Ethel & Ernest by Raymond Briggs

Ethel & Ernest

Ethel & Ernest is a true story of Briggs’ parents, from their first encounter to their deaths. It’s a story of two ordinary people, who experience the changing of the world around them: Second World War, the arrival of television, people landing on the moon, as they brought up their only son. It’s really nice for a change to read a book about ordinary lives. No abuse, violence, extreme poverty, and all the things that make the world dark and gloomy. This time, it’s intimate insight into life of a simple working class couple, who have simple wants and dreams, who are happy and sad for things that are important to them (not necessary to the world of course).

The main storyline is okay, but I found some scenes to be very choppy. Sometimes there’s no transition to one scene to another, and scene can change in one page from one to another abruptly. So that makes it a bit hard to understand. Furthermore, the setting is in Britain, and there are some references that I couldn’t really get or relate on. But that’s probably just me.

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At some points of the book, I felt kinda annoyed with them. Interestingly though, it’s probably what I feel with my parents. I feel annoyed with my parents sometimes (okay, often!), but I cannot not love them. Their complaints to some aspects of life and to their son sound familiar. It probably just hits close to home. So at the end of the book, it’s really painful to see them dying. I mean, everybody has to die and you know from the beginning that the book tells the story of Ethel and Ernest until their deaths, but it’s still hard to swallow. I remembered my parents.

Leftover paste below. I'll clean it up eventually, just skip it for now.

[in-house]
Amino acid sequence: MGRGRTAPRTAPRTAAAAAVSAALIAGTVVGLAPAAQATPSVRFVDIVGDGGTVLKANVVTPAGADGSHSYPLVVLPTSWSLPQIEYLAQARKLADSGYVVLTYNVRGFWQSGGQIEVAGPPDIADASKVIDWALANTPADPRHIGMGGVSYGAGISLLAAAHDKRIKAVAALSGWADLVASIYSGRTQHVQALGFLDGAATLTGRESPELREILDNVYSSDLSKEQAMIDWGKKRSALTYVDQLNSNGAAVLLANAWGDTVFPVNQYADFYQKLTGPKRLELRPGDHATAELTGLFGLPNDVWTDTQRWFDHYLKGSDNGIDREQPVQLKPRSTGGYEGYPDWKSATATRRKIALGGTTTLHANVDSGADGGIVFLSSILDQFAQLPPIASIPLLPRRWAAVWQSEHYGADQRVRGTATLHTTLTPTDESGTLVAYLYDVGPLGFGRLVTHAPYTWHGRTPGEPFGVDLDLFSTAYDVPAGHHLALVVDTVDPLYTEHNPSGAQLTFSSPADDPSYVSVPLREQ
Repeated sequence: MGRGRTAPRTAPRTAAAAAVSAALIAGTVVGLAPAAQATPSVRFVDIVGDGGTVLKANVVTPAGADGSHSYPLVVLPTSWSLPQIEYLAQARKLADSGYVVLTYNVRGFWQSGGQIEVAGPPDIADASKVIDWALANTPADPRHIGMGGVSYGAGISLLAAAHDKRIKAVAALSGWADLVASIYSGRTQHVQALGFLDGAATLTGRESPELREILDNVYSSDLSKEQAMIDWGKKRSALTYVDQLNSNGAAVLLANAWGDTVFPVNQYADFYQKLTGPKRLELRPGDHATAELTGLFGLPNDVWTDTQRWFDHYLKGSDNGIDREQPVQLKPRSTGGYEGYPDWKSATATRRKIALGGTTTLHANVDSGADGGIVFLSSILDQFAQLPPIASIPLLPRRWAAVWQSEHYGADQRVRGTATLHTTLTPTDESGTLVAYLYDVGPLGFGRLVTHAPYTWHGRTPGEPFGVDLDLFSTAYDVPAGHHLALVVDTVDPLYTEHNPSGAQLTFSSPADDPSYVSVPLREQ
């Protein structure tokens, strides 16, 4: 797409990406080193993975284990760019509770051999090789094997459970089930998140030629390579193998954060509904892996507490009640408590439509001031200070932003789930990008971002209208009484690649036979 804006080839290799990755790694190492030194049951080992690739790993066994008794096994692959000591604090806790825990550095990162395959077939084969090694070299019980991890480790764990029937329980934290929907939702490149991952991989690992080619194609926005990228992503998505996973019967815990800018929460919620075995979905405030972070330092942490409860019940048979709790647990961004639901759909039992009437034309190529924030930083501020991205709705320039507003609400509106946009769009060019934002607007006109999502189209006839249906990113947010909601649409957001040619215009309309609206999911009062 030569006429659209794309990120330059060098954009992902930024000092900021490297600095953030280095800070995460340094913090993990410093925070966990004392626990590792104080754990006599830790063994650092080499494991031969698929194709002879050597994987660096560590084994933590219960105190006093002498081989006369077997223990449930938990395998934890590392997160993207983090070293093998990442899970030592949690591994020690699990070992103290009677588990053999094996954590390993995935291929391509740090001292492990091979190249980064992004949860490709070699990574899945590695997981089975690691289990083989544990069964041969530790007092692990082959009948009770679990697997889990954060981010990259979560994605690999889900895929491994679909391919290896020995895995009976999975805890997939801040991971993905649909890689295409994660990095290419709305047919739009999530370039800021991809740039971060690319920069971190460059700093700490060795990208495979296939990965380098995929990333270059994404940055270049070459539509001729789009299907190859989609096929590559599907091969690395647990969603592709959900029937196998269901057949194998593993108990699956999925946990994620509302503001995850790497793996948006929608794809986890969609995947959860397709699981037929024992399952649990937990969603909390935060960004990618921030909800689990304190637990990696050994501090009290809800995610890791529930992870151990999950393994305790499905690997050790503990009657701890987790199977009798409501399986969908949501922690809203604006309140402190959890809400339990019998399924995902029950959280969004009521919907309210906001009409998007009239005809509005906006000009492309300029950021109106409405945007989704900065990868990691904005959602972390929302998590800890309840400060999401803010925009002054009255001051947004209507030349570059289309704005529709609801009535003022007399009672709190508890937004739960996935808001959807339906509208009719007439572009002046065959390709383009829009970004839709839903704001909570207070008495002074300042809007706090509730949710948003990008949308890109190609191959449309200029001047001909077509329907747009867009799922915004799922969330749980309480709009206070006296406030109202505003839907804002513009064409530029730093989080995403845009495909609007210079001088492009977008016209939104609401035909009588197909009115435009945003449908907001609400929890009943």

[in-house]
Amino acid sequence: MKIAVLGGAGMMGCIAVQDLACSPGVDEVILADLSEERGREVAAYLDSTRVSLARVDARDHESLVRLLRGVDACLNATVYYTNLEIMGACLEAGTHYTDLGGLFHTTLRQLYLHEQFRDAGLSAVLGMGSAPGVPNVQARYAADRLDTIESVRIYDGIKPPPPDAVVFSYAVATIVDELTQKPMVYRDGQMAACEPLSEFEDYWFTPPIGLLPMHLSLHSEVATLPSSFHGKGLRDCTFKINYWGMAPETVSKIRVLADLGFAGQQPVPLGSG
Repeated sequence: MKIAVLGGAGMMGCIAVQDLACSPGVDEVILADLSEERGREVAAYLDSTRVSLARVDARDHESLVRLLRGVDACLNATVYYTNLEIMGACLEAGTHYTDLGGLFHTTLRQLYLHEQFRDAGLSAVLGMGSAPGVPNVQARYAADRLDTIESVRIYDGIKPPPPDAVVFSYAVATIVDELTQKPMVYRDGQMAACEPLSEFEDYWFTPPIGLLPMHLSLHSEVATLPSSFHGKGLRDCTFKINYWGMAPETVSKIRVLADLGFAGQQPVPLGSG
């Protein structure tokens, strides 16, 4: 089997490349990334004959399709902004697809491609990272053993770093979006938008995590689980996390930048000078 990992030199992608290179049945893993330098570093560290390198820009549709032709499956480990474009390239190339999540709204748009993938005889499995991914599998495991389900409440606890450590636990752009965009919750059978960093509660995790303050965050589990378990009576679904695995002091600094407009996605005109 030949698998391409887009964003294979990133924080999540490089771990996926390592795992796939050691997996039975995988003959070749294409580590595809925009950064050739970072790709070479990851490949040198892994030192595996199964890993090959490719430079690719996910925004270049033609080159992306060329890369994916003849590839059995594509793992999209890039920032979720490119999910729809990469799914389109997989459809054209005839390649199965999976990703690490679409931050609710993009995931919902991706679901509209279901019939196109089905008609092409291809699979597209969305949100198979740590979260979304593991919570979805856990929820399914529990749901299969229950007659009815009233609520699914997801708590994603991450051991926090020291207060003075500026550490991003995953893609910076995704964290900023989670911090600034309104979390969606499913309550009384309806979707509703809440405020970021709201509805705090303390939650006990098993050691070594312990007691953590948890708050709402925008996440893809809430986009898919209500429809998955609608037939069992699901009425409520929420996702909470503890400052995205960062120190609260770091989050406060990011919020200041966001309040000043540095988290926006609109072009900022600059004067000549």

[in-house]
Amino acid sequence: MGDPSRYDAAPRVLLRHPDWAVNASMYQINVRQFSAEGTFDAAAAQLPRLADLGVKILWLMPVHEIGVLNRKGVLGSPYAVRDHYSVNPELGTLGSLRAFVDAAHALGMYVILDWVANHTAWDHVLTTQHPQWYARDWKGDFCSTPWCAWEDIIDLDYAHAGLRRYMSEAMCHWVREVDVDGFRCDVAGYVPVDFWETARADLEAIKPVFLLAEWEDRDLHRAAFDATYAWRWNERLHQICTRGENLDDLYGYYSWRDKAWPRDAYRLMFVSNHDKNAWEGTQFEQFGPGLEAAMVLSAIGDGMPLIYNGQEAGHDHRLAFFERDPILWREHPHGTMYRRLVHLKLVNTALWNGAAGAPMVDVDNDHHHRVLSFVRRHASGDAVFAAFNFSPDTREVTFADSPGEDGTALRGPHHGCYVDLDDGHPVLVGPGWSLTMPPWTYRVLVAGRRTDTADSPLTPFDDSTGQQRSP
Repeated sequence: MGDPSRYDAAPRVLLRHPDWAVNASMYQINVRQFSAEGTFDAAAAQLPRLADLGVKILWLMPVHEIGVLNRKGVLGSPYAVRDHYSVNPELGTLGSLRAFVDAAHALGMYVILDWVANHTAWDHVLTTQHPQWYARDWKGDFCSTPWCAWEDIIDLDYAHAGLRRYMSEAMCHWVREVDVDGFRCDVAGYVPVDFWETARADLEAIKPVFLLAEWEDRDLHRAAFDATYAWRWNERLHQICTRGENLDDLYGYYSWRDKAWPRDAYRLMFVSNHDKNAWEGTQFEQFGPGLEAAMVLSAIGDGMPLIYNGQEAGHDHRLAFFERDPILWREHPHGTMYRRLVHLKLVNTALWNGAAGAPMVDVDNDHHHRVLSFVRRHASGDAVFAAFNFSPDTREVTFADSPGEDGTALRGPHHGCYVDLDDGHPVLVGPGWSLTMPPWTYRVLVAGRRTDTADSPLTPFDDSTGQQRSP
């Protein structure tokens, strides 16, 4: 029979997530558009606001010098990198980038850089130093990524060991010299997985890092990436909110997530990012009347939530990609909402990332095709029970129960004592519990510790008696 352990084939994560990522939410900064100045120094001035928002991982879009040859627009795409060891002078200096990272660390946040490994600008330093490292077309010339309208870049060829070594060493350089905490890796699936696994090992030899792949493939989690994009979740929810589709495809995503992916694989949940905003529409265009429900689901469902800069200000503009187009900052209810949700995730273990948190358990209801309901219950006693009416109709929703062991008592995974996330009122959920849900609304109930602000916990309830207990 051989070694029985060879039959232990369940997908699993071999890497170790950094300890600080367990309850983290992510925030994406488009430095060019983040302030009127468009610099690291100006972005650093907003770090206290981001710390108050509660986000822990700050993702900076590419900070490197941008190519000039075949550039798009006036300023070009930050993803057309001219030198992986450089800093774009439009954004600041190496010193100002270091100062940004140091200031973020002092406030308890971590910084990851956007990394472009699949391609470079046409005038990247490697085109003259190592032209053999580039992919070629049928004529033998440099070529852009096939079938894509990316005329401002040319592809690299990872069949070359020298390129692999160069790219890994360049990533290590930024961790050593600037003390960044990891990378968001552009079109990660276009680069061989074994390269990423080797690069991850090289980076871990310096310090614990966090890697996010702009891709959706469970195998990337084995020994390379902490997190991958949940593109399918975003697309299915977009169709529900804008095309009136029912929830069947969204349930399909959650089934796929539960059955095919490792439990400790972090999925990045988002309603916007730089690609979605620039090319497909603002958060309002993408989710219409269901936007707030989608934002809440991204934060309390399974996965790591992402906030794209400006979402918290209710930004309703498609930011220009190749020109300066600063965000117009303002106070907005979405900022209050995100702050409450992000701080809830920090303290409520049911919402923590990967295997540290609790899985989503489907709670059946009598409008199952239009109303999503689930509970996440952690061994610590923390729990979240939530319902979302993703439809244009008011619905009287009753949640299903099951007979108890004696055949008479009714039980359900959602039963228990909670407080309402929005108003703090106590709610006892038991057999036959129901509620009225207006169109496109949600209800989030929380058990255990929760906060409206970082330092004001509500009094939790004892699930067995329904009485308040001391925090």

The art! How pretty! The art was exactly the thing that pulled me. I think it’s combination of crayon, color pencils, and marker. They somehow just make into something really beautiful. Love it! Look at the cover art below. The whole book looks pretty much like that.

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It’s really hard to rate a graphic novel without considering the art. So that’s what I’m gonna do.

Rating: 4/5 (3.5 for the storyline, 4.5 for the art)
Pages: 104
Publication year: 1999

Award
1999 The Illustrated Book of the Year from Galaxy British Book Awards

Also reviewed by

Things Mean A Lot (whose review just appeared on the same day before mine. We probably read it at the same time by coincidence :)

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